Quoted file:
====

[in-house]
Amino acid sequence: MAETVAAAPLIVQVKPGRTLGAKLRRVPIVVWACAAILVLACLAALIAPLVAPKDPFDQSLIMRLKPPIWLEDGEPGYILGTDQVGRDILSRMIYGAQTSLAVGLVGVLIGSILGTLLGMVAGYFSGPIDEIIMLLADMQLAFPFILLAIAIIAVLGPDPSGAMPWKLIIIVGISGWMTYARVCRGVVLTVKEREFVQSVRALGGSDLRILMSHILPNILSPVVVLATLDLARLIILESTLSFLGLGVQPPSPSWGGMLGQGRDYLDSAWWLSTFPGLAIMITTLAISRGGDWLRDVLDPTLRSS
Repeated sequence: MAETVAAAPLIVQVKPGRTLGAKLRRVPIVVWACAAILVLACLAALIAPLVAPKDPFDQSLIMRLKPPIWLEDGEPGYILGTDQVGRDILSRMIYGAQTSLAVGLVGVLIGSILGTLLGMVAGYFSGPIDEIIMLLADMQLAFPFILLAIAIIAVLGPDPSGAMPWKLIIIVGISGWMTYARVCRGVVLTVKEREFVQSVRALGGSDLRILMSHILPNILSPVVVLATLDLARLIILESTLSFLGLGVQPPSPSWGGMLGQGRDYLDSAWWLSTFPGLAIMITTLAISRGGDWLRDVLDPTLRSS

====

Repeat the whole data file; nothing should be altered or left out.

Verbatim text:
[in-house]
Amino acid sequence: MAETVAAAPLIVQVKPGRTLGAKLRRVPIVVWACAAILVLACLAALIAPLVAPKDPFDQSLIMRLKPPIWLEDGEPGYILGTDQVGRDILSRMIYGAQTSLAVGLVGVLIGSILGTLLGMVAGYFSGPIDEIIMLLADMQLAFPFILLAIAIIAVLGPDPSGAMPWKLIIIVGISGWMTYARVCRGVVLTVKEREFVQSVRALGGSDLRILMSHILPNILSPVVVLATLDLARLIILESTLSFLGLGVQPPSPSWGGMLGQGRDYLDSAWWLSTFPGLAIMITTLAISRGGDWLRDVLDPTLRSS
Repeated sequence: MAETVAAAPLIVQVKPGRTLGAKLRRVPIVVWACAAILVLACLAALIAPLVAPKDPFDQSLIMRLKPPIWLEDGEPGYILGTDQVGRDILSRMIYGAQTSLAVGLVGVLIGSILGTLLGMVAGYFSGPIDEIIMLLADMQLAFPFILLAIAIIAVLGPDPSGAMPWKLIIIVGISGWMTYARVCRGVVLTVKEREFVQSVRALGGSDLRILMSHILPNILSPVVVLATLDLARLIILESTLSFLGLGVQPPSPSWGGMLGQGRDYLDSAWWLSTFPGLAIMITTLAISRGGDWLRDVLDPTLRSS